DF: Diabetes (2008)


Qi L, Meigs JB, Liu S, Manson JE, Mantzoros C, Hu FB. Dietary fibers and glycemic load, obesity, and plasma adiponectin levels in women with type 2 diabetes. Diabetes Care. 2006 July; 29 (7): 1,501-1,505.

PubMed ID: 16801569
Study Design:
Cross-sectional study
D - Click here for explanation of classification scheme.
Quality Rating:
Positive POSITIVE: See Quality Criteria Checklist below.
Research Purpose:

To examine the impact of dietary fibers, glycemic load and glycemic index on adiponectin concentration in women with type 2 diabetes mellitus.

Inclusion Criteria:
  • Female nurses, aged 30-55
  • Type 2 diabetes
  • Participating in the Nurses Health Study (NHS)
  • Plasma adiponectin concentrations were collected.
Exclusion Criteria:

Cardiovascular diseases at blood draw.

Description of Study Protocol:


902 female registered nurses, aged 30-55 enrolled in the Nurses Health Study.


  • Cross-sectional analysis of 902 diabetic women enrolled in the Nurses' Health Study
  • Participants completed semi-quantitative food frequency questionnaires (FFQ)
  • The FFQ was administered twice to 173 nurses at an interval of approximately one year and four one-week diet records were collected for these subjects during this time period
  • Correlation coefficients between the FFQ and the seven-day diet records were determined for high-carbohydrate foods and foods with high and low glycemic indexes
  • Plasma adiponectin concentrations were measured and anthropometric data and lifestyle factors were derived from a questionnaire administered close to the date of blood collection. 

Statistical Analysis

  • Quintiles (dietary intake values)
  • Linear regression modeling (dietary intake vs. plasma adiponectin)
  • Chi-square
  • Adjustment for potential confounding variables
  • Obesity.
Data Collection Summary:

Timing of Measurements

  • Semi-Quantitative Food Frequency Questionnaires: Administered once to all participants (timing not described); administered twice to 173 nurses at an interval of approximately one year (1980-1981)
  • Four one-week diet records collected from the 173 nurses during the approximately one-year period
  • Plasma adiponectin concentrations measured (timing not described)
  • Anthropometric data and lifestyle factors derived from 1990 questionnaire, administered closest to time of blood draw and BMI calculated
  • Physical activity data derived from 1988 questionnaire (self-reported and described activities over the previous year).

Dependent Variables

Variable One: Plasma adiponectin concentrations, measured by competitive radioimmunoassay with a coefficient of variation of 3.4%.

Independent Variables

  • Dietary fiber intake
  • Glycemic index
  • Glycemic load.

Control Variables

  • Age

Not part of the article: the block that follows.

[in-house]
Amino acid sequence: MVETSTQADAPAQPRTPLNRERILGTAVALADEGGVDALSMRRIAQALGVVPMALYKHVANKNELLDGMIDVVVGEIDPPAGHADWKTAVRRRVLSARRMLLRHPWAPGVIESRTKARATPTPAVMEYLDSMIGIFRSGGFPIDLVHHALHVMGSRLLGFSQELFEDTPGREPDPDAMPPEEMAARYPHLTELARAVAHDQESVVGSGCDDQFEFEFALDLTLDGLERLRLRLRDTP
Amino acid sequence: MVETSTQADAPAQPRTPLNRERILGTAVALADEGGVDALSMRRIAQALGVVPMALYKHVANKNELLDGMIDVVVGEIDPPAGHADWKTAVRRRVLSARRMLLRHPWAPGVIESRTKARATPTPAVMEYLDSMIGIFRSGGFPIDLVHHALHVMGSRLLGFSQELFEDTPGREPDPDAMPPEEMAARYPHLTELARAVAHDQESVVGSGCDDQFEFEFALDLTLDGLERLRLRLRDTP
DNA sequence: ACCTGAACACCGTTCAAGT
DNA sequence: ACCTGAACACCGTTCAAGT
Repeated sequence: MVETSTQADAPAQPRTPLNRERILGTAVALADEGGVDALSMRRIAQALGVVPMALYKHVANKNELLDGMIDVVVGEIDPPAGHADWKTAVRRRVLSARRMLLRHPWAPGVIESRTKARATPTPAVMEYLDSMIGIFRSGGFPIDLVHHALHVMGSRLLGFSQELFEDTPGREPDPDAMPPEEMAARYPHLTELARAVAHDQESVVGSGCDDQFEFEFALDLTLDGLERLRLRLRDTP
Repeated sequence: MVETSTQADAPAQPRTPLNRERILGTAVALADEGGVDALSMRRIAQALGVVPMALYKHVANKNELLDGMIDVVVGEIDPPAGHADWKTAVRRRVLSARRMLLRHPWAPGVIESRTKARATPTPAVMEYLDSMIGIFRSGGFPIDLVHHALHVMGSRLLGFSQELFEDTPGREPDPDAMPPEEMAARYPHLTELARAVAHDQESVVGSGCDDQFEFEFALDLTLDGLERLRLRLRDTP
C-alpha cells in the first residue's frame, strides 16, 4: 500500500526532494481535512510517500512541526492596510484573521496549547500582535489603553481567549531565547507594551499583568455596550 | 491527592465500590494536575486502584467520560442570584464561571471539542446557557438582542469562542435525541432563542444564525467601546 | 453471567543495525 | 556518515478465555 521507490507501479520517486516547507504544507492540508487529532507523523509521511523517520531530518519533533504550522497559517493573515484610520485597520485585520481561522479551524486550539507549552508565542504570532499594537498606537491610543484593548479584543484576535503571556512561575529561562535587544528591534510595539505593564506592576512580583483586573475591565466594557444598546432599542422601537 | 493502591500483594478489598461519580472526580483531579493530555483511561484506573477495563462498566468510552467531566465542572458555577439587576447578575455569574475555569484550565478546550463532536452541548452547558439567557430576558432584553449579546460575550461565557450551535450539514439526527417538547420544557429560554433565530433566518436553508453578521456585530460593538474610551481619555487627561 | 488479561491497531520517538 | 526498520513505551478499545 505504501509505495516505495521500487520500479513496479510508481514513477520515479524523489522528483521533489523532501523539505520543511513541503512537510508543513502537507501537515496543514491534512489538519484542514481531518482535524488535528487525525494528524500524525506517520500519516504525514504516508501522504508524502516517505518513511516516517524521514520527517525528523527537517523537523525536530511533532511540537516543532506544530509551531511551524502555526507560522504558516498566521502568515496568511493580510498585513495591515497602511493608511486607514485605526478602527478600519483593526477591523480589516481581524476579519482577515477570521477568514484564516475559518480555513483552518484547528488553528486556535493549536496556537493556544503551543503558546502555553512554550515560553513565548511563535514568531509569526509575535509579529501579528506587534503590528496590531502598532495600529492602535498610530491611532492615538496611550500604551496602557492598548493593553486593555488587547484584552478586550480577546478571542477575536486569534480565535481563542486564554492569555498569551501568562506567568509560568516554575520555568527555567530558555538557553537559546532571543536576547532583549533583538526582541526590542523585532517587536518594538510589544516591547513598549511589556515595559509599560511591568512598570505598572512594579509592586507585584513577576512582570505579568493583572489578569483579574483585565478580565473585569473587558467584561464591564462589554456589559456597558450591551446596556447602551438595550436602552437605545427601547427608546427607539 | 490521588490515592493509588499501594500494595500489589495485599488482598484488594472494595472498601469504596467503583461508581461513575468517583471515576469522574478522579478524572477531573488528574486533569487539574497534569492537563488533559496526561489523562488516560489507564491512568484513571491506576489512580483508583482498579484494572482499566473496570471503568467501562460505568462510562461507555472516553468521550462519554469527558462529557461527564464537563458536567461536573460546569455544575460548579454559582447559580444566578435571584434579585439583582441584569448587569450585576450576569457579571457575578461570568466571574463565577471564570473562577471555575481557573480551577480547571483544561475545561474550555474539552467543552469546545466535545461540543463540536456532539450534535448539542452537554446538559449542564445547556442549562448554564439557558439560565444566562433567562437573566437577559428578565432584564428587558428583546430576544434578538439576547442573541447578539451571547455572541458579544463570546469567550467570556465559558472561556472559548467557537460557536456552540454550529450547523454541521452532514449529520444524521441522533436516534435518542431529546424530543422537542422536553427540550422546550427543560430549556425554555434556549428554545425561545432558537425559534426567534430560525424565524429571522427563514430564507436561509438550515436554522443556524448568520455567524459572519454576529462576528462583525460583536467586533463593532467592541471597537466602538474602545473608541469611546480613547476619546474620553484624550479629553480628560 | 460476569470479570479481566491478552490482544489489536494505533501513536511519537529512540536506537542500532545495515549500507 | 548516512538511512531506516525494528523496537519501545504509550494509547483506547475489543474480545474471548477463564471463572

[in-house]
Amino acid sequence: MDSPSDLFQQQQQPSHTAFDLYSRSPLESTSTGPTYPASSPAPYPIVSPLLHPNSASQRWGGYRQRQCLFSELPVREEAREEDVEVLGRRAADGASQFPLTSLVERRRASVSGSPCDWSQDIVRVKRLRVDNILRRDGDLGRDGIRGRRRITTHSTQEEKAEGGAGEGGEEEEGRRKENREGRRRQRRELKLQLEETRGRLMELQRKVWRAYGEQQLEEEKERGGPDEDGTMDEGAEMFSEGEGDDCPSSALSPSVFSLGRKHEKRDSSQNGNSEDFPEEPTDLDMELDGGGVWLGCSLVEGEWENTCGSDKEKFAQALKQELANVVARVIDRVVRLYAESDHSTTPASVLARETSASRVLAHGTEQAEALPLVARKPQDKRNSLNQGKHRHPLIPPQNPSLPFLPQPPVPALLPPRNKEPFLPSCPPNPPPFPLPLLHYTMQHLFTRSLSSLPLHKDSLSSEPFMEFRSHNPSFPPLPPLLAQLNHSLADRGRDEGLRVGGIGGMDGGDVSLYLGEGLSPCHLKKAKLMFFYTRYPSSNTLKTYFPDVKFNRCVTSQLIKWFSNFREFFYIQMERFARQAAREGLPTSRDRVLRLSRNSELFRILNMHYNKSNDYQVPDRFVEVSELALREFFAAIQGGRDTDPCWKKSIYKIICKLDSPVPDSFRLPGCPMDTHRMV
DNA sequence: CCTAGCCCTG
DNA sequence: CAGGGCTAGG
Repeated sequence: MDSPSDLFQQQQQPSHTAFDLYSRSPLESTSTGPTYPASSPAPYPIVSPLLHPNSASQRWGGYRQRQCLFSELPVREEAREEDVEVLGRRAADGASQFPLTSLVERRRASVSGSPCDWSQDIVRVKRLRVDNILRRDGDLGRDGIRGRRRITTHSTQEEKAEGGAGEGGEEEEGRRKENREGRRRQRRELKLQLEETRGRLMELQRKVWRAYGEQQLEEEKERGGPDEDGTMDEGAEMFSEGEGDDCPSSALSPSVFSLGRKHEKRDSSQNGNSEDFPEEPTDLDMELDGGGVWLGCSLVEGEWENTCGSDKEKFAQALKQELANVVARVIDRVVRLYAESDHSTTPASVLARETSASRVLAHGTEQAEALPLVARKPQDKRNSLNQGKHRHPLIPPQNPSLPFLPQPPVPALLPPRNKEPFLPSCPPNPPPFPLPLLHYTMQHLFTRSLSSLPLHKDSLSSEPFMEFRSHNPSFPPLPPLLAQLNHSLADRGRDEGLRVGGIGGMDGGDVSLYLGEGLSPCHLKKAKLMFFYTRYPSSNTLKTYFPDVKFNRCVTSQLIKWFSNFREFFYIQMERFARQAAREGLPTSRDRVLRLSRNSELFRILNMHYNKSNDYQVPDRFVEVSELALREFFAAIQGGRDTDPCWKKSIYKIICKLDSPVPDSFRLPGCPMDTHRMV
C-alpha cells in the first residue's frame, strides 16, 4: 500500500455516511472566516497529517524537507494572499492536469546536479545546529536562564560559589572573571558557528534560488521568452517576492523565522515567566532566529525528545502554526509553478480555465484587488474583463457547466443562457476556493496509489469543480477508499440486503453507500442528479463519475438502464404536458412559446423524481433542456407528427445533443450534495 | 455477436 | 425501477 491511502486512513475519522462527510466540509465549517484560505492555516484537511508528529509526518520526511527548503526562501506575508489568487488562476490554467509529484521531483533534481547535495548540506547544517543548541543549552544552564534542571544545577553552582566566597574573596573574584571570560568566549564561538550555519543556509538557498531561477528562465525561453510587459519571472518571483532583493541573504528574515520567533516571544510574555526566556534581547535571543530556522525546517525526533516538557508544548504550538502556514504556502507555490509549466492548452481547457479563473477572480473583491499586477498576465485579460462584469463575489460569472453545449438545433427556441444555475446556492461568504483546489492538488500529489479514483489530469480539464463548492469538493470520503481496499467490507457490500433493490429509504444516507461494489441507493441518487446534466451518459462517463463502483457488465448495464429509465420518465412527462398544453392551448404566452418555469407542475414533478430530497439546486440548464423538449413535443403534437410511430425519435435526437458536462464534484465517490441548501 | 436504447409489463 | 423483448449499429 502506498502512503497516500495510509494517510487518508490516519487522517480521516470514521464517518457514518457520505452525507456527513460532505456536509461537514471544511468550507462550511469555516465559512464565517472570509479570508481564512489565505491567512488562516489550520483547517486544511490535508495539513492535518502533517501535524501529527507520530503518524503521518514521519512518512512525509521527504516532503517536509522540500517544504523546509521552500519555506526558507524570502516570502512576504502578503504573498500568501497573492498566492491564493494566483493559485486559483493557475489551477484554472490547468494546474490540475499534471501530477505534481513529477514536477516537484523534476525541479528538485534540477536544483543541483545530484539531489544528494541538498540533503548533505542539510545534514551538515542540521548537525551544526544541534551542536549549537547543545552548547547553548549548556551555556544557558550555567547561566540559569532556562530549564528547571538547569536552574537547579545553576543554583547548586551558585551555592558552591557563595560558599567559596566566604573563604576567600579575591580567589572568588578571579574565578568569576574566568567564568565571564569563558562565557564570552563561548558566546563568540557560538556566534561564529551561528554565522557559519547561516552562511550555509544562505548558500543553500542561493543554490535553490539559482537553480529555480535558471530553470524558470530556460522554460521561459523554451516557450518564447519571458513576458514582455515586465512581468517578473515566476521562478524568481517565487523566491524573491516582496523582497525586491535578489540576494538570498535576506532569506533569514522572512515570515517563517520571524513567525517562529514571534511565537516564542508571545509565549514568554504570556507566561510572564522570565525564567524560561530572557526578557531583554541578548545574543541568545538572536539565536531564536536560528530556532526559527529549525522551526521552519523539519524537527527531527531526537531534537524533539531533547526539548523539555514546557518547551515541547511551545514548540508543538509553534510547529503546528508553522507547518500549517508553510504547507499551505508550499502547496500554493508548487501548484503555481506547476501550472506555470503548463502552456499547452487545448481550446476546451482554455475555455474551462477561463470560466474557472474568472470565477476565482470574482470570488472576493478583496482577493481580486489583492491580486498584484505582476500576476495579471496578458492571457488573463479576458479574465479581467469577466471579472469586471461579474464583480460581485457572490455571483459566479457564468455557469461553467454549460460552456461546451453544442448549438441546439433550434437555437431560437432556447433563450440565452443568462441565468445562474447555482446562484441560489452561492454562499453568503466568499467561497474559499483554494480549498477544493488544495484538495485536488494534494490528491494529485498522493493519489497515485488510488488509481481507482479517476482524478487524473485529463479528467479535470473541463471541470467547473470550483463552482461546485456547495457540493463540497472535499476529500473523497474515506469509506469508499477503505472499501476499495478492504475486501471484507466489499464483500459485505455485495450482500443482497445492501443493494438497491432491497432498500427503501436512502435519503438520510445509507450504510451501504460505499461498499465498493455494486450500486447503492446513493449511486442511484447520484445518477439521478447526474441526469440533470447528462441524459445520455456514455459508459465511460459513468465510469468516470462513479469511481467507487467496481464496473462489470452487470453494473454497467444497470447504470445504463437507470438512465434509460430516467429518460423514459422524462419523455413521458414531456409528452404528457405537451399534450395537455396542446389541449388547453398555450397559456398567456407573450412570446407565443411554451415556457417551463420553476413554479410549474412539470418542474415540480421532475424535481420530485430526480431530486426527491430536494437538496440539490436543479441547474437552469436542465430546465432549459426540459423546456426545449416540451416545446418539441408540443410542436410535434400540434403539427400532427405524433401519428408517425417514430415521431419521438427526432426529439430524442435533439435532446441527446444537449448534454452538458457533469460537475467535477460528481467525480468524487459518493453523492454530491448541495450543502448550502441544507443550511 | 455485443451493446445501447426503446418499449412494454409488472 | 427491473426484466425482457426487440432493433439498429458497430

• BMI
  • Alcohol consumption
  • Physical activity
  • HgbA1C
  • HTN
  • Hypercholesterolemia
  • Post-menopausal hormone use.
Description of Actual Data Sample:
  • Initial N: 902 female nurses 
  • Attrition (final N): N/A
  • Age: 30 to 55 years
  • Ethnicity: Not described in this publication
  • Other relevant demographics: Not described in this publication
  • Anthropometrics: BMI range from 26.3 to 31.9
  • Location: Nurses' Health Study; National.
Summary of Results:

Other Findings

  • Fiber type
    • Intakes of cereal fiber (P=0.002) and fruit fiber (P=0.036) were significantly associated with increasing adiponectin (adjusted for potential confounders)
      • Further adjustment for BMI resulted in non-significance for fruit fiber (P=0.06).
    • Adiponectin concentrations were 24% higher in the highest (vs. lowest) quintile of cereal fiber intake
    • Total fiber and vegetable fiber intakes were not associated with adiponectin concentrations (P=0.34, with BMI adjustment P=0.16).
  • Glycemic load and glycemic index
    • Glycemic load (P=0.01) and glycemic index (P=0.03) were associated with decreasing adiponectin (with adjustment for BMI).
  • Obesity
    • No effect of modification by obesity status on dietary fiber and adiponectin levels
    • Lean individuals with the highest cereal fiber intake or lowest glycemic load had highest adiponectin concentrations
    • Obese individuals with the lowest intake of cereal fibers or the highest glycemic load had the lowest adiponectin concentrations.
Author Conclusion:
  • Intake of cereal fiber was associated with significantly higher adiponectin concentrations in women with type 2 diabetes. Dietary glycemic load and glycemic index were inversely associated with adiponectin concentrations in this group
  • Obesity status did not modify the association between fiber and adiponectin and higher cereal fiber intake and lower glycemic load did not counteract the increase in adiponectin levels associated with obesity.
Funding Source:
Government: NIH
Reviewer Comments:
  • Little background information on enrollment in Nurses' Health Study or demographic information for participants
  • Table 1 describes subjects' characteristics, according to quintiles of plasma adiponectin concentrations.
Quality Criteria Checklist: Primary Research
Relevance Questions
  1. Would implementing the studied intervention or procedure (if found successful) result in improved outcomes for the patients/clients/population group? (Not Applicable for some epidemiological studies) Yes
  2. Did the authors study an outcome (dependent variable) or topic that the patients/clients/population group would care about? Yes
  3. Is the focus of the intervention or procedure (independent variable) or topic of study a common issue of concern to dieteticspractice? Yes
  4. Is the intervention or procedure feasible? (NA for some epidemiological studies) N/A
Validity Questions
1. Was the research question clearly stated? Yes
  1.1. Was (were) the specific intervention(s) or procedure(s) [independent variable(s)] identified? Yes